Report: Lerner to interview Mangini for Browns’ job

Published 3:35 am Wednesday, December 31, 2008

Eric Mangini. Steve Spagnuolo. Scott Pioli. Rich McKay. One by one, Browns owner Randy Lerner is checking off the names at the top of his lists.

Seeking an experienced NFL coach and football executive to repair his team, Lerner will interview Mangini, the fired New York Jets coach in New York before he speaks with other candidates, a person with knowledge of the meeting told The Associated Press on condition of anonymity because of the sensitivity of the interview.

Mangini was dismissed Monday by the Jets after they lost four of their last five games and missed the playoffs.

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Lerner has also set up a Wednesday interview with Pioli, New England’s vice president of player personnel. McKay, Atlanta’s president and one-time GM, is expected to be interviewed on Thursday.

Spagnuolo, the New York Giants’ defensive coordinator, could meet with Lerner as early as Wednesday. He is also scheduled to interview with the New York Jets during the Giants’ first-round by week in the playoffs.

The Browns are in complete rebuilding mode after coach Romeo Crennel and general manager Phil Savage were fired following a 4-12 season that began with playoff expectations.

Lerner is not wasting any time in trying to fill the openings. He understands he needs to act quickly because he’s competing with several other teams, and things can change quickly as evidenced by Denver’s firing of Mike Shanahan, which rocked pro football circles.

The Browns’ interest in Shanahan is not yet known.

Lerner, who lives on Long Island, has scheduled meetings with other coaching candidates, including Tennessee defensive coordinator Jim Schwartz, and New England offensive coordinator Josh McDaniels, who played college ball at John Carroll in Cleveland and could come in a package with Pioli.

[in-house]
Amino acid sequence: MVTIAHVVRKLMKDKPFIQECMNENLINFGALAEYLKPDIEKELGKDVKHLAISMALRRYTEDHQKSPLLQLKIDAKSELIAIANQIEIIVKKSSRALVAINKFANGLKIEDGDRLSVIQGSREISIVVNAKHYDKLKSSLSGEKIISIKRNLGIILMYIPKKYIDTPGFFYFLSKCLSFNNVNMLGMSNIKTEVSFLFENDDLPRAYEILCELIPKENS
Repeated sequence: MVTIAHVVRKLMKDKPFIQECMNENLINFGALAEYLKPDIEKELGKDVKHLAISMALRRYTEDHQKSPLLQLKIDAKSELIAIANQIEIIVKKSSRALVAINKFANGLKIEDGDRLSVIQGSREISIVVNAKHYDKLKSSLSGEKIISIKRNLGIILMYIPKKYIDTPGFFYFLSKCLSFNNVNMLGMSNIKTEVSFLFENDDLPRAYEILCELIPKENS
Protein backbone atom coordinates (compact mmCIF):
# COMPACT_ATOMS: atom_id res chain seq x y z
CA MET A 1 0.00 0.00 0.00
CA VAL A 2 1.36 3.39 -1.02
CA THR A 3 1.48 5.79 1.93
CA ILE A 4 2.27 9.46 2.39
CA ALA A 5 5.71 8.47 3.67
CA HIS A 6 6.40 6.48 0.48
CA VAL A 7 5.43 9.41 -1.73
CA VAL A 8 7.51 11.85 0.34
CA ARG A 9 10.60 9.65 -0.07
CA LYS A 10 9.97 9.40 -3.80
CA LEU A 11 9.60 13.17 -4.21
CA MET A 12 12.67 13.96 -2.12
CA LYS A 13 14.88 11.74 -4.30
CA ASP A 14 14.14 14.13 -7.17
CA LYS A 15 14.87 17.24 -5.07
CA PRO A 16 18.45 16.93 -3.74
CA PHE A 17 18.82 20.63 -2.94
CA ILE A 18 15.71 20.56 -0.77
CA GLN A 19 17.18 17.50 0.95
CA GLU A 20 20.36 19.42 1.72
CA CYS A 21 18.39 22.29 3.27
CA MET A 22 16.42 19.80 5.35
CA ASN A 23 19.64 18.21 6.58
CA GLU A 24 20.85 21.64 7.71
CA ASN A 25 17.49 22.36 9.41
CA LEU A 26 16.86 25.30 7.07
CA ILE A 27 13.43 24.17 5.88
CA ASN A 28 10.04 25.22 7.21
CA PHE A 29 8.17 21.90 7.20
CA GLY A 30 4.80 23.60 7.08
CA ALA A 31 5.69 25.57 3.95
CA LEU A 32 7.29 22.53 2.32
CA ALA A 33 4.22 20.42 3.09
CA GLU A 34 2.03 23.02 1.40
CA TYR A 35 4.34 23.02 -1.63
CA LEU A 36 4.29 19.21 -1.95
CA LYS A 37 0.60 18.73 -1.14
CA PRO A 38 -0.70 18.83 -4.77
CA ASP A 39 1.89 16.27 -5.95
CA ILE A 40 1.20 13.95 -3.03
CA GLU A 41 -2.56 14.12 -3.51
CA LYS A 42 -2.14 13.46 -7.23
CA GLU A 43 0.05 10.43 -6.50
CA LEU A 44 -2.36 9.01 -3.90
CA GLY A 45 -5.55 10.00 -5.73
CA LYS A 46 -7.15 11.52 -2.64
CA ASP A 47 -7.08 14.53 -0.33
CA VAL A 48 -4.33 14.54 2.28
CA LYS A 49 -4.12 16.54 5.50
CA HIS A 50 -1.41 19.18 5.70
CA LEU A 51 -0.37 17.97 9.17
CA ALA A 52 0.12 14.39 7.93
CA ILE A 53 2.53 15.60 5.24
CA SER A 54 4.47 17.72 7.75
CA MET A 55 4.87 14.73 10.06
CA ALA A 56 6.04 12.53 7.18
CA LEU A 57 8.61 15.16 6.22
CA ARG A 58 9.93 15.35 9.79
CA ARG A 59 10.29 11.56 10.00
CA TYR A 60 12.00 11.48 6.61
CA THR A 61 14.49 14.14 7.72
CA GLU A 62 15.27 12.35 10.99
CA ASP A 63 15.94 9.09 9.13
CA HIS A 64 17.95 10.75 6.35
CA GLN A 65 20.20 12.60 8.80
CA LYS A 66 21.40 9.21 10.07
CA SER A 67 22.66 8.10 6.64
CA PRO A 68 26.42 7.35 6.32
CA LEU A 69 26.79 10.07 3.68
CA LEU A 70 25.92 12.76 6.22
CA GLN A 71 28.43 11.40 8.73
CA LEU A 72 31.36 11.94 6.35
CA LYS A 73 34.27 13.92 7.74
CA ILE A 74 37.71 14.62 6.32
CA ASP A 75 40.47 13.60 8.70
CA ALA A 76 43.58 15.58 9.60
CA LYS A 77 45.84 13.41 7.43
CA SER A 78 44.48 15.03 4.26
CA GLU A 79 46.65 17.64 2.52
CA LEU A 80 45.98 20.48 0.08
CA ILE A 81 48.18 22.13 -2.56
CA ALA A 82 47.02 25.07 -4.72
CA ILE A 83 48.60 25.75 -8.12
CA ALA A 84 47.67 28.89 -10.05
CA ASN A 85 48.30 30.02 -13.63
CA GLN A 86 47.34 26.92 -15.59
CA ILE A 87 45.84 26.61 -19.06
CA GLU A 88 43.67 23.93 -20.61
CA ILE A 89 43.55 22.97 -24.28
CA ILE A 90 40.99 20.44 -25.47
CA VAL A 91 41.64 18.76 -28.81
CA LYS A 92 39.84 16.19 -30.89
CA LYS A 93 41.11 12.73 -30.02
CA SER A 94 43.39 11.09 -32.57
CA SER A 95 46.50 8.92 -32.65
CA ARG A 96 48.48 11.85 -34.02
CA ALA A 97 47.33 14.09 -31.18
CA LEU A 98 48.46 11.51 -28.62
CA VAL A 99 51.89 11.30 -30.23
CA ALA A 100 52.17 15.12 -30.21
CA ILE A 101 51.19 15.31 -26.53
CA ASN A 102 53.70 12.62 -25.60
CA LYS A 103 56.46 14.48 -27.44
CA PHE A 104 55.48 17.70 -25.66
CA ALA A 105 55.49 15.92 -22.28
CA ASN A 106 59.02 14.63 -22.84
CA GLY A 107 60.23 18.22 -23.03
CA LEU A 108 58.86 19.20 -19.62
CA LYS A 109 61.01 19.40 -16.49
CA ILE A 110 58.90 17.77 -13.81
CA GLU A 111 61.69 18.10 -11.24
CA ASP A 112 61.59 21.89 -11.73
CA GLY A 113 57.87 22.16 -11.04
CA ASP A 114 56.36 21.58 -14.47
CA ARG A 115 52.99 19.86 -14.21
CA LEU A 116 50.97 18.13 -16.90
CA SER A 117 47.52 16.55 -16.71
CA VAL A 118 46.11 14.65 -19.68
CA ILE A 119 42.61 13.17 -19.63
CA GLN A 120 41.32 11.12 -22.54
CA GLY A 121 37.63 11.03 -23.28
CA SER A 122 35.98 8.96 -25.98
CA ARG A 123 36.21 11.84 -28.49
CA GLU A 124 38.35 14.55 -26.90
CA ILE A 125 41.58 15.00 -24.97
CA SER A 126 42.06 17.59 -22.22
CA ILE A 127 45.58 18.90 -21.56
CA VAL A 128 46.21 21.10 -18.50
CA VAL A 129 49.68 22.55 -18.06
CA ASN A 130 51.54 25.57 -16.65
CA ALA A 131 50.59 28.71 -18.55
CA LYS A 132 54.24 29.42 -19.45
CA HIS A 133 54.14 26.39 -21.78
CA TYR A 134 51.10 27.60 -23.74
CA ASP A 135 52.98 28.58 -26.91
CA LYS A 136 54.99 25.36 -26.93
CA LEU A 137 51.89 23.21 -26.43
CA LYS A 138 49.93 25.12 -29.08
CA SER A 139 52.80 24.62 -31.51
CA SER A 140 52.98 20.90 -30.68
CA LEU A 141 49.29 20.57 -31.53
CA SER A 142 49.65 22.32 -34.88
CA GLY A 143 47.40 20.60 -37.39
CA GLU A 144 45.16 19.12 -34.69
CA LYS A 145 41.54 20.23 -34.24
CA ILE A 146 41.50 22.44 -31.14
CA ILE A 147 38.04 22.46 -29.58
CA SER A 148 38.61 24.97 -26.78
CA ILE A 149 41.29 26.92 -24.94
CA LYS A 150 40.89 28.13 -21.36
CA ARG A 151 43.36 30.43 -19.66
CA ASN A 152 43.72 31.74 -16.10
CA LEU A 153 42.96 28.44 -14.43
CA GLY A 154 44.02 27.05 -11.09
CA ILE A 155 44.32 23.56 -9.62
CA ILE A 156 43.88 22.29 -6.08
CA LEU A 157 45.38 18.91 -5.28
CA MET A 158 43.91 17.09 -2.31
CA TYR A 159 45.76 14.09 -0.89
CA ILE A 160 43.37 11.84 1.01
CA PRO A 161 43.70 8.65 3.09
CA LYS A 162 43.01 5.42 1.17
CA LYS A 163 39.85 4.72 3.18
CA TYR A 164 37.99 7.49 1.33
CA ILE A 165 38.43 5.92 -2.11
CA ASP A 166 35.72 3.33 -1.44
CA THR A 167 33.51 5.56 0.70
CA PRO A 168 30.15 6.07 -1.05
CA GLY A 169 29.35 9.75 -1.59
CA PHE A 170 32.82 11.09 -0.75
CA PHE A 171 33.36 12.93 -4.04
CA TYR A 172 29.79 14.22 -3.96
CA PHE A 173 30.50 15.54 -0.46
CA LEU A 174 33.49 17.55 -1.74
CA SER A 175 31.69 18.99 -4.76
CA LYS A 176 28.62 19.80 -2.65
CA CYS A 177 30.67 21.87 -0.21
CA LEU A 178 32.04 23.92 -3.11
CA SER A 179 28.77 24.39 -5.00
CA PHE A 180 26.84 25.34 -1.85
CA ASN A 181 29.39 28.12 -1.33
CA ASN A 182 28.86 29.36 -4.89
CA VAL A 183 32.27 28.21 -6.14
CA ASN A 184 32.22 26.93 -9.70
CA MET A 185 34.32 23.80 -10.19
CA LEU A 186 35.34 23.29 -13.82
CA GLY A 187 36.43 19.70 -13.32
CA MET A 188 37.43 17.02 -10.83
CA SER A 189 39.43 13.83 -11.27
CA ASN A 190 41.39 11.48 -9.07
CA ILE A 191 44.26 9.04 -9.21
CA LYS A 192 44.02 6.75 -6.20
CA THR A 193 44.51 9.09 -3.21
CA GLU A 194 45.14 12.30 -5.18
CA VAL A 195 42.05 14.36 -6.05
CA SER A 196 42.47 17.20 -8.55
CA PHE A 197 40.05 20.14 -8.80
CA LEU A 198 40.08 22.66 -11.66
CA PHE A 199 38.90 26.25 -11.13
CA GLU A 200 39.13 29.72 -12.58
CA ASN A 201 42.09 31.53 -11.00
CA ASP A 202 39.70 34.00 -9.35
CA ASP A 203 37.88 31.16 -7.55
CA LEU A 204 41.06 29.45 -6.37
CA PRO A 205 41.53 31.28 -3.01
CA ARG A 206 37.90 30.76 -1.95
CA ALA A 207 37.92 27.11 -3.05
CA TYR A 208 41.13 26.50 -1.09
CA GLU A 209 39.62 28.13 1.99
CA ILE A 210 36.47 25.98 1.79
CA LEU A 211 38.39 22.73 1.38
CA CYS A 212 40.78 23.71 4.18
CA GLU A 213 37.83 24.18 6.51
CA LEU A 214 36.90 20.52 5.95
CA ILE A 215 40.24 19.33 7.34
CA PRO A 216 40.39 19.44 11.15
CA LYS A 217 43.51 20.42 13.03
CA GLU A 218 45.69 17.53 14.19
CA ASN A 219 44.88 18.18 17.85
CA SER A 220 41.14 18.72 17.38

Another name surfaced in Cleveland’s coaching search: Iowa’s Kirk Ferentz.

The Boston Herald reported that if Pioli is hired, his first choice for coach would be Ferentz, who worked with Pioli in Cleveland for three seasons.

Ferentz said he hasn’t been contacted by the Browns.

‘‘I’ve gotten into the habit of not commenting on that,’’ he told the AP in Tampa, Fla. as the Hawkeyes prepared for Thursday’s Outback Bowl. ‘‘I’ve got a great job. I’m happy here. I’ve been at Iowa 10 years, so not much else to say on that topic.’’

Pioli and Mangini both began their NFL careers in Cleveland under coach Bill Belichick and spent several seasons together with the Patriots.

Mangini, who started out as a public relations assistant with Browns in 1994, went 23-26 in three seasons and made the playoffs once with the Jets. However, after starting the season 8-3, the Jets lost to Denver, San Francisco, Seattle and Miami down the stretch, costing Mangini, who was dubbed ‘‘Mangenius’’ just two years ago in New York, his first head coaching job.

Lerner was unaware of Mangini’s firing when he met with reporters at Browns headquarters in Berea on Monday. But after learning of the 37-year-old’s ouster in New York, Lerner indicated he would approach Mangini, who had one year remaining on his contract with the Jets.

Mangini has ties to the Cleveland area. He is the brother-in-law of Cleveland Indians general manager Mark Shapiro.

McKay was removed as Atlanta’s GM last year in the wake of the Michael Vick dogfighting controversy. He has been running the club’s business operations with his priority getting the Falcons a new stadium.

‘‘Rich is an important part of the success of the franchise,’’ Blank told the AP. ‘‘He’s responsible for all the business side of our operations, helps (GM) Thomas (Dimitroff) tremendously with the salary cap and all of the (contract) negotiations, and he’s responsible for helping us as we go on a journey for a new stadium and a whole variety of other things.

‘‘We’re hopeful Rich will stay in Atlanta and we certainly believe that, but on the other hand, we have to let the process take its course.’’

A Mangini-Pioli reunion in Cleveland would be interesting. The Belichick disciples worked closely in New England, where they were part of three Super Bowl-winning teams. But their relationship was tested after the infamous ‘‘Spygate’’ episode when Mangini accused the Patriots of videotaping the Jets’ defensive signals during the 2007 season opener.

Lerner wants to make sure they’ve patched up any differences before moving forward.

Mangini’s hiring could also lead to Crennel staying with the Browns, perhaps as their defensive coordinator. Crennel told Lerner he was open to staying, depending on who was brought in to replace him. Crennel and Mangini worked as defensive assistants on Belichick’s staff in New England from 2001-2004.